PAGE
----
Exogenous ketones for weight loss

The ketogenic diet has become a household name for effortless and highly efficient weight loss.

Despite having great effects on your body and cognitive capacities, supplementation is a really important component of a keto regimen, since no diet is perfect on its own.

In this article, we’d like to talk about ketone supplementation. They are considered to be an incredibly effective way of entering ketosis quickly and partly alleviating the adverse effects of the keto flu. What is important to underline is that all people have ketones in their own systems.

Different regiments and diets do, in fact, affect these levels depending on your macronutrient ratios.

Below, we’ve laid out an intelligible guide towards what ketones are, how to correctly supplement with them, and most importantly, how they affect your health.

We have broken down the guide into subcategories, here they are:

What are ketones?

Ketones are a chemical compound synthesized by your liver.

Your body produces them naturally when your insulin levels have significantly decreased, which is an impediment to converting carbs into energy.

When your carbohydrate levels are too low, your body needs to switch to another energy source.

Naturally, in such situations, our bodies tap into our fat reserves.

As a result, the fat that your body starts using as fuel will turn into ketones and release them into your bloodstream, which allows your muscles to use it as a source of nutrition.

There are three common types of ketones that human bodies have:

  • BHB — its full name is Beta-hydroxybutyrate, and it is considered to be the most abundant of all three. It makes up over three-thirds of your total ketone count.
  • AcAc — also known as Acetoacetate, is the second most abundant ketone in your body and it makes up nearly a fifth of your total ketone profile.
  • Acetone is chemically the most basic and straightforward of them all and barely goes above two percent of the total ketone profile in a human body.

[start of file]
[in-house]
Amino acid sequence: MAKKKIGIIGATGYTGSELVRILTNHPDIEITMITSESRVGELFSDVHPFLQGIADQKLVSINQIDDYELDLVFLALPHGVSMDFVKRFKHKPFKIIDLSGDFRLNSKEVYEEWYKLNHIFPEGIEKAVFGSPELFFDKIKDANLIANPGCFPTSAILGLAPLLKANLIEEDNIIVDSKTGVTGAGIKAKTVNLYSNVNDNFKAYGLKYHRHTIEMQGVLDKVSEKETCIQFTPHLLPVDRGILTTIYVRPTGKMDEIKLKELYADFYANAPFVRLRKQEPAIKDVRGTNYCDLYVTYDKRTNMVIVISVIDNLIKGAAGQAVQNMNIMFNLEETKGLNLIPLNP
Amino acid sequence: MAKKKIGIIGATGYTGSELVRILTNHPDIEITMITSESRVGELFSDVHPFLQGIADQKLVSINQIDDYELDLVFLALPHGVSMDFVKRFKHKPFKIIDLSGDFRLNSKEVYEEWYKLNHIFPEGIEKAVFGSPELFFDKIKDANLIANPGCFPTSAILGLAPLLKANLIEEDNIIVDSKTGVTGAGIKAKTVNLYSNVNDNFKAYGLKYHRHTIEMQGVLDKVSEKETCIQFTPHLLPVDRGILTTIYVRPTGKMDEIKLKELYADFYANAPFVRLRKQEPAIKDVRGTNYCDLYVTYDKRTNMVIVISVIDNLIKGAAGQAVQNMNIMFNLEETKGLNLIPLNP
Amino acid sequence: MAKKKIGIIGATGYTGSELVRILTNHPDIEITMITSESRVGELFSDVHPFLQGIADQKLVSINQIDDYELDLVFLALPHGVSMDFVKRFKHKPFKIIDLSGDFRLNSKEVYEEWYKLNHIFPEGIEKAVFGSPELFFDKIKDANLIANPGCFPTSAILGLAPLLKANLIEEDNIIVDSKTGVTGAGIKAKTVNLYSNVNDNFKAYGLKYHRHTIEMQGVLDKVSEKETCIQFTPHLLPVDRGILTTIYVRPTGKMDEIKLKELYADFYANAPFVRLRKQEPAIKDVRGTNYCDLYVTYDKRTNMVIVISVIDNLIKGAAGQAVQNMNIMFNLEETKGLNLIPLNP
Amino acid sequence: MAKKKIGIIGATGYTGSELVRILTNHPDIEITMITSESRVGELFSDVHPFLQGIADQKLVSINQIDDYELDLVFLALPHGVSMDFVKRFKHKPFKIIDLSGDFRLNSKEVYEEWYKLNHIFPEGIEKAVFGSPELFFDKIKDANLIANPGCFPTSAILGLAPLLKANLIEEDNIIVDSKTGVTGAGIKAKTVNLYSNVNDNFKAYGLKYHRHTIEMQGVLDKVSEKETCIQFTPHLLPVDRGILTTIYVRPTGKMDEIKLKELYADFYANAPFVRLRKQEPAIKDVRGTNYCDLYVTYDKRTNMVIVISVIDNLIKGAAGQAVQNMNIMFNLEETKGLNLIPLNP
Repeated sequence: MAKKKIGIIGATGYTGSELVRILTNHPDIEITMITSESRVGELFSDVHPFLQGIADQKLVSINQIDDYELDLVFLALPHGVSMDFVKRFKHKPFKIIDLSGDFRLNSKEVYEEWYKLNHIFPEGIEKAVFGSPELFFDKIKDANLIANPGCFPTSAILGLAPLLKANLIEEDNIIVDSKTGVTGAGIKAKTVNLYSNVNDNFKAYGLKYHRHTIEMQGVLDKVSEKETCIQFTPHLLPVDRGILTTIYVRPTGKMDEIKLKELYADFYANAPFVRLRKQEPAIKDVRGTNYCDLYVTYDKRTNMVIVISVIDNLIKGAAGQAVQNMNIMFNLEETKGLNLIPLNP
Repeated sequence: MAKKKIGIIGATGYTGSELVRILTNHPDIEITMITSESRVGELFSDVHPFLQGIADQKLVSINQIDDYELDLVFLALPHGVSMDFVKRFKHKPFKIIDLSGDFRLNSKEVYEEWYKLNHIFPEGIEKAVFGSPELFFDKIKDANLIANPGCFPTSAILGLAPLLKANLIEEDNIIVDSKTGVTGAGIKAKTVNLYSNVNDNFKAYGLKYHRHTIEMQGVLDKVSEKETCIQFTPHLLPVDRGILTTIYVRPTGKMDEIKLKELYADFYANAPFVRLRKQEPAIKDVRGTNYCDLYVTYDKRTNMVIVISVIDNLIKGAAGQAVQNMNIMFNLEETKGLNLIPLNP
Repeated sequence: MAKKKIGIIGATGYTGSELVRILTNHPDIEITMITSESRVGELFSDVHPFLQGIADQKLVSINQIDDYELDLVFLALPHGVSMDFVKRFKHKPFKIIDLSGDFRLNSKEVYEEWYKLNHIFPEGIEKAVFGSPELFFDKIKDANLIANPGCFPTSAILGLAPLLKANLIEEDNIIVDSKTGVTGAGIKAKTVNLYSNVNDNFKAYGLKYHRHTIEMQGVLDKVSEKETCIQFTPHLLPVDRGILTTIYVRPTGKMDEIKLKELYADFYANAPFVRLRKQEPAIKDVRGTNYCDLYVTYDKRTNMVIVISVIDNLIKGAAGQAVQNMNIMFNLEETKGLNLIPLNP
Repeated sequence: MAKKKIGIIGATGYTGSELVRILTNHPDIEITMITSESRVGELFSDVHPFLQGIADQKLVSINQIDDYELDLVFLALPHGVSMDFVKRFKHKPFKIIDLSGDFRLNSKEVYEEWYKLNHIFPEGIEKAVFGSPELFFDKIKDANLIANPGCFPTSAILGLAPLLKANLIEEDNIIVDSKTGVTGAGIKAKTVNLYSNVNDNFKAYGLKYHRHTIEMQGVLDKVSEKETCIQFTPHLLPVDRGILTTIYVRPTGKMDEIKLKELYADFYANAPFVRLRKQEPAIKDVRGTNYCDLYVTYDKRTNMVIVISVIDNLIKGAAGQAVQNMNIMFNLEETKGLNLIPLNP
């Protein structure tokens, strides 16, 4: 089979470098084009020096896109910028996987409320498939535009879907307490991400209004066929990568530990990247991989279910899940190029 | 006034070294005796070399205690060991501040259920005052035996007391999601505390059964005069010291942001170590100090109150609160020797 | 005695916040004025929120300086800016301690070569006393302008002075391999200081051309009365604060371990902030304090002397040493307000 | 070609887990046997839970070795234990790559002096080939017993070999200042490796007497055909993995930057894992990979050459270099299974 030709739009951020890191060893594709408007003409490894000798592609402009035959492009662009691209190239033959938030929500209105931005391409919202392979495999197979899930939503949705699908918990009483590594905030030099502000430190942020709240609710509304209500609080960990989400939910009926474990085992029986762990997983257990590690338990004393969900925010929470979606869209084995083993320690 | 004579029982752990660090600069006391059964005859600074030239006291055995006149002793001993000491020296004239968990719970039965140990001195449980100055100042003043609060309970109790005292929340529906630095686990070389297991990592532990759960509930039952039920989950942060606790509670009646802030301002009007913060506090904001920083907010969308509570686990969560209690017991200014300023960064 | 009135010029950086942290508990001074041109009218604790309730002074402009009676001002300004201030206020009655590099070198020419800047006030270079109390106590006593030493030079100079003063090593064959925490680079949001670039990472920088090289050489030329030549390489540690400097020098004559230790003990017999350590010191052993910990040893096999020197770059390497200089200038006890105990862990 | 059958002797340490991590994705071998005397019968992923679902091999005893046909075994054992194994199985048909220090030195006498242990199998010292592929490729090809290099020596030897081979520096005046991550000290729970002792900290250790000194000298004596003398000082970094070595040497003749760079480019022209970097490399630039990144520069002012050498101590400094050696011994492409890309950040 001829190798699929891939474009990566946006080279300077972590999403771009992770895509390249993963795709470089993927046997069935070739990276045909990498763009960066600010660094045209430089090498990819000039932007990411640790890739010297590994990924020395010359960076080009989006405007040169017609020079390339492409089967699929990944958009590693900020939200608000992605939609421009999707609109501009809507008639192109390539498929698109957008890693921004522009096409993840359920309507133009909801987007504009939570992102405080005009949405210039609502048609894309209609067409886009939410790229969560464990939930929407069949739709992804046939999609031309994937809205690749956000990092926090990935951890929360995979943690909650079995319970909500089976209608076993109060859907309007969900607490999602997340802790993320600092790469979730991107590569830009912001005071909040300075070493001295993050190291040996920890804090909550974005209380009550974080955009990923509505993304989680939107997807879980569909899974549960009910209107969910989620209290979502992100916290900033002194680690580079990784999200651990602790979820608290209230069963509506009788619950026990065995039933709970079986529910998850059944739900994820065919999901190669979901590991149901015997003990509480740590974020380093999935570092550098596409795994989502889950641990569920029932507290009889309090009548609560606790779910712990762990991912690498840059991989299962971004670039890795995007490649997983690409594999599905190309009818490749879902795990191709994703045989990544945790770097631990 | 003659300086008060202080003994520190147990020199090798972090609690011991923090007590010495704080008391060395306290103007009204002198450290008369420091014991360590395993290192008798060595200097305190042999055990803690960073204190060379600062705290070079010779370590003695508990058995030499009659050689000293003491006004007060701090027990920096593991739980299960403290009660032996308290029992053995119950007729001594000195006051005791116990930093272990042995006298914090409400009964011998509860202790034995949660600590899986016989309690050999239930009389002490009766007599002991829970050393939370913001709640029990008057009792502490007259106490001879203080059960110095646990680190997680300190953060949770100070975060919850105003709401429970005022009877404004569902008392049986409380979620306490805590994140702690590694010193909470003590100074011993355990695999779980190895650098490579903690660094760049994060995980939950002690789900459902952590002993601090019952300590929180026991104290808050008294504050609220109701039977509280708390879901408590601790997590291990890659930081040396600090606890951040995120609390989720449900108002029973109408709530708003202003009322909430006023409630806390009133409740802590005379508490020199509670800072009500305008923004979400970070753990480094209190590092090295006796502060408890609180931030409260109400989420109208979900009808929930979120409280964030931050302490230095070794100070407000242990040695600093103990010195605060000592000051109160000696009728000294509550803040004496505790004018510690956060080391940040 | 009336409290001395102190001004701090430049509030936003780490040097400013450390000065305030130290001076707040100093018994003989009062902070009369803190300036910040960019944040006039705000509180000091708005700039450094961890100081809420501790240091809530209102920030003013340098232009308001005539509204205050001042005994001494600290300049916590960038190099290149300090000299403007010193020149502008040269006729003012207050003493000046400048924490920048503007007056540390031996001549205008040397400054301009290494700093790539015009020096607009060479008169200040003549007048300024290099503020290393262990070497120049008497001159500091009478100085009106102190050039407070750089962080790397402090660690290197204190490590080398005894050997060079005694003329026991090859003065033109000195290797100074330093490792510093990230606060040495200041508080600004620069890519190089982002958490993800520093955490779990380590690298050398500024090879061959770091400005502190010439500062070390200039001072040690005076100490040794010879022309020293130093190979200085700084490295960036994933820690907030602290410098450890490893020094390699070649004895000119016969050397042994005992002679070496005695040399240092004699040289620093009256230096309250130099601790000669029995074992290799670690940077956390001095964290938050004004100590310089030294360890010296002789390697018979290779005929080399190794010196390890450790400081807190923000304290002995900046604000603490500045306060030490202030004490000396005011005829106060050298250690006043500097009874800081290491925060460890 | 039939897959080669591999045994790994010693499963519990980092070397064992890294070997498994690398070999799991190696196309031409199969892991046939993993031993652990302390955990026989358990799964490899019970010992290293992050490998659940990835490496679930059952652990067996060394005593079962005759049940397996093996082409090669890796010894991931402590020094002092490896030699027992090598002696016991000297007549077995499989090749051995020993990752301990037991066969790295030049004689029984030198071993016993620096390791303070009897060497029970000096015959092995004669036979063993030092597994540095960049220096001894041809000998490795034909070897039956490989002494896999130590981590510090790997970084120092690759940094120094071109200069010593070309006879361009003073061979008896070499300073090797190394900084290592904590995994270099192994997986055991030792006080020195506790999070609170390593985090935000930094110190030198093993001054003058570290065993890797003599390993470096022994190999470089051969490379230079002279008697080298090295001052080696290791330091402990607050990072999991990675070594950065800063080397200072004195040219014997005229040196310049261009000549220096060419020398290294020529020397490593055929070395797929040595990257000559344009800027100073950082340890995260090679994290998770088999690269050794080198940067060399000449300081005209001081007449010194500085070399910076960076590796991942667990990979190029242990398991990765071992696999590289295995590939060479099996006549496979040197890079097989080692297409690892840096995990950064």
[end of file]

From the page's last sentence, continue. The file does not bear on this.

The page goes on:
Considering that ketones are such a central figure to breaking down fats, there’s an obvious link between them and a ketogenic diet.

How are ketones formed in our bodies?

As we mentioned previously, our bodies break down fat and form ketones.

As a result, the first ketone levels that go up are AcAc’s.

Following that, BHB levels increase, once our body taps into our fat reserves.

When a person follows a ketogenic diet, their body goes through a very peculiar adaptation, which allows it to transform even more AcAc into BHB.

In case the acetone is no longer necessary for these processes, it will exit the body via breath or urine.

When a person’s breath smells of acetone, it is commonly an indicator of the body entering the state of ketosis.

Similarly, it may be associated with a phenomenon called ketoacidosis, which results from an excess of ketones in the bloodstream. This doesn’t often happen to people following simple keto diets, it’s most commonly the case in more extreme variations of a ketogenic regimen.

How exogenous ketones work?

Exogenous ketones have a broad spectrum of benefits, which range from weight loss acceleration to improving cholesterol levels in the system and even having beneficial effects with neurological conditions. However, there are also many false claims about them that need to be addressed, which we’ll do in the next section, where we’ll look into exogenous ketones supplement pros and cons.

For now, let’s focus on what exogenous ketones do best.

Top 6 exogenous ketones benefits

Exogenous ketones benefits

  • They accelerate your weight loss
  • They improve the quality of your attention and memory
  • They give you a considerable boost in energy
  • They improve your mood
  • They improve your athletic performance
  • Exogenous ketones suppress appetite as they lower plasma ghrelin levels and reduce cravings

So first off, what does exogenous mean?

Exogenous is a more scientifically accurate way of saying that something comes from the outside.

In the case of ketones, it suggests that these are ketones that aren’t synthesized by our bodies, but rather the ones we supplement with.

Yes, you can actually increase your ketone levels to make fat loss on a ketogenic diet even more efficient.

They help with the “Flu”

When you choose to embark on a ketogenic journey, you start looking out for the infamous “Keto Flu,” which is pretty much the body’s way of adapting to a new way of generating energy.

The reason it’s called a “flu” is that of the way you feel for a short period of time. You’ll most likely experience a state of lethargy, you’ll be feeling slightly less focused, and even achy at times.